Though unknown as a poet for nearly two centuries, the recently recovered poetry of Mary Steele is remarkably rich and diverse. Excluding the epic, the philosophical verse essay, and the hymn, she wrote in nearly every poetic genre popular in the eighteenth century: historical verse narratives, Pindaric odes, elegies, verse epistles (especially friendship poems); a fable, pastoral poems, sonnets, a ballad, and one song. Her poetry spans 45 years, from 1766 (age 13) to 1811, a period in which English poetry underwent significant changes. Mary Steele’s poetry reflects many of those changes, moving from the neoclassic diction of her early poem, “To a Myrtle,” to the compressed language and Romantic symbolism in her last nature poem, “On being presented by Miss Coltman with an Eolian Harp made by Robert Bloomfield, 1807.” Her sonnets demonstrate considerable growth in subtlety of language and thought as do her nature and retirement poems, culminating in the rich language combining natural setting and historical reality in “Occasioned by reading Thomson’s Seasons on a Walk near Yeovil, 1798” and “Lines written in the Isle of Wight, 1806.” Her tribute to Anne Steele in “Elegy written at Broughton, 1779” evokes her indebtedness to her mentor and the inherent difficulties in carving a voice of her own. Mary Steele employs the elegiac as easily as the playful and overtly feminism of “Song to Sarissa, 1778” and “To Miss M. Frowd,” both poems demonstrating her use of metrical variation, verbal sophistication, and an expression of intense, private feelings that would mark her best poetry. Steele’s poems, letters, and spiritual autobiography comprise a body of life writing unique among nonconformist women poets of the eighteenth century. These materials provide a rich source of personal, social, and religious history for Steele and the other women poets in her circle. From the time she was sixteen, Mary Steele’s identity was formed not only by her family or her nonconformist faith (with which she fought as much as she cherished) but also by poetry. In fact, the most profound legacy she gained from her family was not merely an ability to write poetry but the belief that it was her right to be a poet if she so chose, and that she did without hesitation. If writing poetry was Mary Steele’s greatest aspiration, it was so because as a Dissenter she never believed it should not be so. Her poetry is, above all else, the poetry of her life and every thought worth expressing. Now that her poetry and life writings have finally appeared in print, her voice “sings” once again, revealing that the life she lived in the eighteen and early nineteenth centuries, though long forgotten to posterity, is very much a life worth knowing today.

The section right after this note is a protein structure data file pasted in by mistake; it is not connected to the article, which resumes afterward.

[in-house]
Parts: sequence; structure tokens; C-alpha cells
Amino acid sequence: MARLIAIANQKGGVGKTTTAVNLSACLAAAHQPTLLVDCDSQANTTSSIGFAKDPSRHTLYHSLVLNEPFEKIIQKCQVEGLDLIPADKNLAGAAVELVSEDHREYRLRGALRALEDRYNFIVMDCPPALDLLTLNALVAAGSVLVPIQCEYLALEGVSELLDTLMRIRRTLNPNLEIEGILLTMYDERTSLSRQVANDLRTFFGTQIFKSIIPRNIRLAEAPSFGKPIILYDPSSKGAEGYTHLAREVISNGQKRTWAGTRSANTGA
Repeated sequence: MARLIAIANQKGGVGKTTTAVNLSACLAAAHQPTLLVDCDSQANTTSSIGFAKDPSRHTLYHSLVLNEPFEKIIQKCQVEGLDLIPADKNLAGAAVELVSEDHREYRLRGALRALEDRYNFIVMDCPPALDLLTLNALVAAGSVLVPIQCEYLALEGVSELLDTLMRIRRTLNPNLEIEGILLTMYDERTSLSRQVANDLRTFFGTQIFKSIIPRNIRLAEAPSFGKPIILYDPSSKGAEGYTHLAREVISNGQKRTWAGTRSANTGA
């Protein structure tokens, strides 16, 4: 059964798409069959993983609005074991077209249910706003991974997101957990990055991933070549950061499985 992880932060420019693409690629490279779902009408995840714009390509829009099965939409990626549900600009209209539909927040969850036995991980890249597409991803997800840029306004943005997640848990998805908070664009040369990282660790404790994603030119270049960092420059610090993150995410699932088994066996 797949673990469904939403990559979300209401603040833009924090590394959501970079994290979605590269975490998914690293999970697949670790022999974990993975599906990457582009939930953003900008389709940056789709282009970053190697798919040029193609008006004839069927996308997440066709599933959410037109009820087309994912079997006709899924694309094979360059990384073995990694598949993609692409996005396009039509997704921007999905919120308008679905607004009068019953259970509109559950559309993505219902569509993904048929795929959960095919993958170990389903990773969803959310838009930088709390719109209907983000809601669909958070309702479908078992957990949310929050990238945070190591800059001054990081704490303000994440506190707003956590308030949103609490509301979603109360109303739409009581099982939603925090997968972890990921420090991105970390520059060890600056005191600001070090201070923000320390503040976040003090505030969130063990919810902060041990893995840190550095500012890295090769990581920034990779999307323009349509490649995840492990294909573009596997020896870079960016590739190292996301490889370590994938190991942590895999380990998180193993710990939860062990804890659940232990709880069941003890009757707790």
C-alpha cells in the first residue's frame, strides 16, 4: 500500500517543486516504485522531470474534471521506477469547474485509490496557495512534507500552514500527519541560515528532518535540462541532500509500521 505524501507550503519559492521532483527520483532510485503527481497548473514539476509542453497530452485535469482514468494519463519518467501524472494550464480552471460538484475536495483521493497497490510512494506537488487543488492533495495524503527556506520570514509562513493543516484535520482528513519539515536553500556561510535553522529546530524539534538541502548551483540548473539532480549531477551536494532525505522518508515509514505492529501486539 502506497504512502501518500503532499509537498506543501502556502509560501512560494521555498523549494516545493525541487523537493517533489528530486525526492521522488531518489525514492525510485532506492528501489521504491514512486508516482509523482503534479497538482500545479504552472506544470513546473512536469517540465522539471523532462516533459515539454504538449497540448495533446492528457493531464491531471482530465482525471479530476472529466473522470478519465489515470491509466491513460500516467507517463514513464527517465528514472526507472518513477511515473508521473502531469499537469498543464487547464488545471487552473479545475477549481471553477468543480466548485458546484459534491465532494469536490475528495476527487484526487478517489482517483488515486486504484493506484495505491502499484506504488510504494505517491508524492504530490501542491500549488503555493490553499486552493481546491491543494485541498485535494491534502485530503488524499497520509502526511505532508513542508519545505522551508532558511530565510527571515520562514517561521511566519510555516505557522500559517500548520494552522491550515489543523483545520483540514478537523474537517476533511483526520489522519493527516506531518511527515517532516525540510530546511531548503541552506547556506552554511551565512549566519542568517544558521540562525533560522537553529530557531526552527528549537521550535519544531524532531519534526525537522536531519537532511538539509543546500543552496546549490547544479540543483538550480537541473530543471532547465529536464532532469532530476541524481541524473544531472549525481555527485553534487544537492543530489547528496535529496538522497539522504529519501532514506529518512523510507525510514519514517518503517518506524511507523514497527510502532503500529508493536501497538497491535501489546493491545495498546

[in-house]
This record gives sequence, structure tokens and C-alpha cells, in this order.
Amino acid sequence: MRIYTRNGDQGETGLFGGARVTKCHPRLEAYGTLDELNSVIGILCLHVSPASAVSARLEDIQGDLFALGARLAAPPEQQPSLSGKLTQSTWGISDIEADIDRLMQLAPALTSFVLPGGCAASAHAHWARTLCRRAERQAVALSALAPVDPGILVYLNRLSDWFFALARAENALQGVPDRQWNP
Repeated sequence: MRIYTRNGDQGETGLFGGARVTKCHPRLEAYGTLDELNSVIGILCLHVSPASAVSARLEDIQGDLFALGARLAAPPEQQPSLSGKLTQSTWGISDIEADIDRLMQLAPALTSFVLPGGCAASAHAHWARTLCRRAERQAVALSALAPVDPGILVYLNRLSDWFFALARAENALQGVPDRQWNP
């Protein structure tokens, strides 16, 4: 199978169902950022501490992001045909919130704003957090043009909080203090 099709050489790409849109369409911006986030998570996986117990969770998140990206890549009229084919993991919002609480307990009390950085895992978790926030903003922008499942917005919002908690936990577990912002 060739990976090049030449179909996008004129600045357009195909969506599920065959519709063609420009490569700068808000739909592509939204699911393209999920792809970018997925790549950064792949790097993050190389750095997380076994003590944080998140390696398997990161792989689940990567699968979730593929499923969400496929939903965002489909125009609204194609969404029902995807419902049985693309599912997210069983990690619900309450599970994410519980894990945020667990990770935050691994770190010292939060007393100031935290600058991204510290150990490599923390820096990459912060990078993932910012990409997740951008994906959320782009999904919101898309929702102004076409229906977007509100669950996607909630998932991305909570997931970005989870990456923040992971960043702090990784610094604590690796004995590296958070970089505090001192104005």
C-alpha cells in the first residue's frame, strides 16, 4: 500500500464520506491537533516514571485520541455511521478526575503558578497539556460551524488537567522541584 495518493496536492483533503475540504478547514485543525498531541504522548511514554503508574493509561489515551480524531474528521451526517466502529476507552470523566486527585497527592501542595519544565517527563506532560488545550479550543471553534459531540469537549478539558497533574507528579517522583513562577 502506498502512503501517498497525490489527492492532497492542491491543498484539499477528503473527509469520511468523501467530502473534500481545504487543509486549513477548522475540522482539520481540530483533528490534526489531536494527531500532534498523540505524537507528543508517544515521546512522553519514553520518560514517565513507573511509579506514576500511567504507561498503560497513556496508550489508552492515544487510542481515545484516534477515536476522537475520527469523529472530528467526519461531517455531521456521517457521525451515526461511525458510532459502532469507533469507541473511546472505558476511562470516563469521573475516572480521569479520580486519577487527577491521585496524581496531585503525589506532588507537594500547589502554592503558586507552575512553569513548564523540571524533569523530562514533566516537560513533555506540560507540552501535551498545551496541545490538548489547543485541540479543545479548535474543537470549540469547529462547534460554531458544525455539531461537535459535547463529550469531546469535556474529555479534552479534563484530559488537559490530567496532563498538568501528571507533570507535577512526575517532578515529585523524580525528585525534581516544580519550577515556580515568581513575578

Mary Steele’s complete published and unpublished poetry, prose, and correspondence can be found in Timothy Whelan, ed., Nonconformist Women Writers, 1720-1840, 8 vols (London: Pickering & Chatto, 2011), vol. 3. For an in-depth look at her life and writings, see Timothy Whelan, Other British Voices: Women, Poetry, and Religion, 1766-1840 (New York: Palgrave Macmillan 2015), chs. 2-3, pp. 23-86. See also Timothy Whelan, “Mary Steele, Mary Hays, and the Convergence of Women’s Literary Circles in the 1790s,” Journal for Eighteenth-Century Studies 38.4 (2015), 511-24; idem, Mary Scott, Sarah Froud, and the Steele Literary Circle: A Revealing Annotation to The Female Advocate,” Huntington Library Quarterly 77.4 (2015), 435-52; idem,  “‘When Kindred Souls Unite’: The Literary Friendship of Mary Steele and Mary Scott, 1766-1793,” Journal of Women’s Studies 43 (2014), 619-40.

 For a selection of poems by Mary Steele, click here.

For Mary Steele's spiritual autobiography, click here.

For selected letters of Mary Steele, click here

For an image of Mary Steele and Broughton House, click here.